“It’s To Protect the Country!”: The Everyday Performance of Border Security in Sweden



In 2015, Sweden introduced inner border control. Five years later, the ‘temporary’ controls remain. Their increasing permanence raises urgent questions about the logics that undergird the exercise of biopolitical border security and the relationship between intent and practices on the ground. Drawing on in-depth interviews with Swedish border guards and fieldwork conducted at Hyllie Station—the first station en route from Denmark—this article contributes original ethnographic research on the sparsely researched Swedish border control and the work routines of Swedish border professionals. The central theoretical contribution of the article is the consideration of how discretion and a range of mundane factors complicate the realisation of biopolitics. The article further contributes to the scholarship on everyday bordering practices with methodological reflections on the importance of studying the ‘unspectacular’ border sites and a firm reminder that not all borders have turned into semi-automated, smart data borders. Overall, the article argues that the border control at Hyllie functions according to a ‘leaky’ (Marr 2012: 84) biopolitics; not a monolithic performance of overarching state objectives, but one assembled ad hoc, constrained by resource availability and shaped by the discretion exercised by border officers.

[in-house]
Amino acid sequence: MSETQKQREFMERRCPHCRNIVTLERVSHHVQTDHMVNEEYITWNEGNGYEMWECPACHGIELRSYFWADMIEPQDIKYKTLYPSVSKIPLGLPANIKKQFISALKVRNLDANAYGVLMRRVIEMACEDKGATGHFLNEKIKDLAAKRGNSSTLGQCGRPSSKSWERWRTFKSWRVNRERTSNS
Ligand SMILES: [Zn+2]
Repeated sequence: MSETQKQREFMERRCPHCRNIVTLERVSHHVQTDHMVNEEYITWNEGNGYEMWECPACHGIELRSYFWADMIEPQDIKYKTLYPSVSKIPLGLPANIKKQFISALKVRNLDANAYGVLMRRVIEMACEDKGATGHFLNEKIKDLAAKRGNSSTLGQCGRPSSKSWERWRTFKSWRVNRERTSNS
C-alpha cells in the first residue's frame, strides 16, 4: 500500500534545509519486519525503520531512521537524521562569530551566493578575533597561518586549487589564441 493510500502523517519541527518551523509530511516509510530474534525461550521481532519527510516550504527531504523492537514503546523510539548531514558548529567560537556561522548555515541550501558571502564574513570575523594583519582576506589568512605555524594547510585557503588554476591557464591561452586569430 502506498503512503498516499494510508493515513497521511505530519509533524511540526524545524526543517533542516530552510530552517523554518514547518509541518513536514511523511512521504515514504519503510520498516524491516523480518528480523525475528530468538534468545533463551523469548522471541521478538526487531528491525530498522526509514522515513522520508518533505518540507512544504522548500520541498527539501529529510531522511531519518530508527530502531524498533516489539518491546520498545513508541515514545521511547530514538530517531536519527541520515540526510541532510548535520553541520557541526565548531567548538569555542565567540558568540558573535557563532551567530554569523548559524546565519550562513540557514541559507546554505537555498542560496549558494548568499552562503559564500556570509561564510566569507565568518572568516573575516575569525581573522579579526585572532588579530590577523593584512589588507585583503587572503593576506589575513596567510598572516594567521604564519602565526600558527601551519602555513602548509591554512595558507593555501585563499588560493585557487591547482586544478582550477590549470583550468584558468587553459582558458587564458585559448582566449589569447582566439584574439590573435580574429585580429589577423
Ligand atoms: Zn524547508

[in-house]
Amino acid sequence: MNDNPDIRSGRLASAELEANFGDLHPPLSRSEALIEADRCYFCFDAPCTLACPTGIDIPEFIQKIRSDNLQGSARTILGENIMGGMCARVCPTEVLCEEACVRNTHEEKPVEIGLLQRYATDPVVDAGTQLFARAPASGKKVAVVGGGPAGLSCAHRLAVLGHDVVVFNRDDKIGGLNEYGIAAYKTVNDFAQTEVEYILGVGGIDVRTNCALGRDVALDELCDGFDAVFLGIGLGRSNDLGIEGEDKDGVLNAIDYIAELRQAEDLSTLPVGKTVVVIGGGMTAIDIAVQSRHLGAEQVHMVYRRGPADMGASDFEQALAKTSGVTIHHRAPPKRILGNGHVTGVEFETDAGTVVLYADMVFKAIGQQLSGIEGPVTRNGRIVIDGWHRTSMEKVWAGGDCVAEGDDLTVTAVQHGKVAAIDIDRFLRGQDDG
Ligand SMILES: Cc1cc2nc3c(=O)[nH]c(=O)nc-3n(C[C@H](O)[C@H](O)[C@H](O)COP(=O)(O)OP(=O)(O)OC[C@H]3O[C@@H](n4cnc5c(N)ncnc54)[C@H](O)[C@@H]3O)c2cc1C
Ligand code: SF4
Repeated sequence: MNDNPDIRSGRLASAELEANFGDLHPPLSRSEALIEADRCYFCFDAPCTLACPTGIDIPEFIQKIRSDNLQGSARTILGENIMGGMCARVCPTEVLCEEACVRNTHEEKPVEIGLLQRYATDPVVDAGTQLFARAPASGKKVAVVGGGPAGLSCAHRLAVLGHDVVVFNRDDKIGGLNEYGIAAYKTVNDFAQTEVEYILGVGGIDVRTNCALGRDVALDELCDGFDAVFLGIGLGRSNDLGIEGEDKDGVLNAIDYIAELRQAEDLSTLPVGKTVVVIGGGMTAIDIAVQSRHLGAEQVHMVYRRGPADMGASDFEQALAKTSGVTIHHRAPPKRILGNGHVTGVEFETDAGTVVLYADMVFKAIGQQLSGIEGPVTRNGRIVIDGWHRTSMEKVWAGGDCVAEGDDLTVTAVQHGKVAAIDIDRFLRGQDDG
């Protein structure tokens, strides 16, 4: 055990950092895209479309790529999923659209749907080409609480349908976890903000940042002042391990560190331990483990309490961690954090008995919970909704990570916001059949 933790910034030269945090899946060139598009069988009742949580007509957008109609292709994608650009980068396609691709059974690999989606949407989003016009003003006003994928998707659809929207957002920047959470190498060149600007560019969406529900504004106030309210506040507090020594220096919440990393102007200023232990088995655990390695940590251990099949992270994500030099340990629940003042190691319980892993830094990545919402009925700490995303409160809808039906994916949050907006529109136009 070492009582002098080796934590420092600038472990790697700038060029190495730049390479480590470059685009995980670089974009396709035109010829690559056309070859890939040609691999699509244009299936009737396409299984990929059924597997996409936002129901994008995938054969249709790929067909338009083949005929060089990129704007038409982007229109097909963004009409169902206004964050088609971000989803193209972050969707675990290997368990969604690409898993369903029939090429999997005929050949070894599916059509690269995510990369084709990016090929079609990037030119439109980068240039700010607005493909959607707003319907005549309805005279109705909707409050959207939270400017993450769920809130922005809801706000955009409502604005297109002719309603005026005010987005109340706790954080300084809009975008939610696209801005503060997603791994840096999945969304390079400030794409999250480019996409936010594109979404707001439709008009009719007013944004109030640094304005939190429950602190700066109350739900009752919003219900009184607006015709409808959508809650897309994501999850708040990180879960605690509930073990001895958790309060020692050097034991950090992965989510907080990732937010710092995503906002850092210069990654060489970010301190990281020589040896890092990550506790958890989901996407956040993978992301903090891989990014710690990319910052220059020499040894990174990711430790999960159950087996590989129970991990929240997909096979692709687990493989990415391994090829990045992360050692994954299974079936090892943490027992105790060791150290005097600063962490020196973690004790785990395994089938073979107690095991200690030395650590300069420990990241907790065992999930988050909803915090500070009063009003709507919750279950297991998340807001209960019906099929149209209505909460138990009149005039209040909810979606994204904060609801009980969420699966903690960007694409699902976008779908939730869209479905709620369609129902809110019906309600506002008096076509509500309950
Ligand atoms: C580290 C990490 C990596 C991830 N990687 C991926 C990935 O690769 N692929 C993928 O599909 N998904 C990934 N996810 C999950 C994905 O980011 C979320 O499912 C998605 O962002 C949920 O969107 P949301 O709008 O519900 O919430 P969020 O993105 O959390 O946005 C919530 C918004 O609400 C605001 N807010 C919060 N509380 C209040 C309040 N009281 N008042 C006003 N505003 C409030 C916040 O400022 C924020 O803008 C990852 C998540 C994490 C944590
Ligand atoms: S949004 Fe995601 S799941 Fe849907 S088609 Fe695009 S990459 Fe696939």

SwedenBordersBorder securityBiopoliticsFoucault
  • Year: 2021
  • Volume: 11 Issue: 2
  • Page/Article: 156–171
  • DOI: 10.33134/njmr.422
  • Submitted on 12 Dec 2019
  • Accepted on 31 Dec 2020
  • Published on 4 Jun 2021
  • Peer Reviewed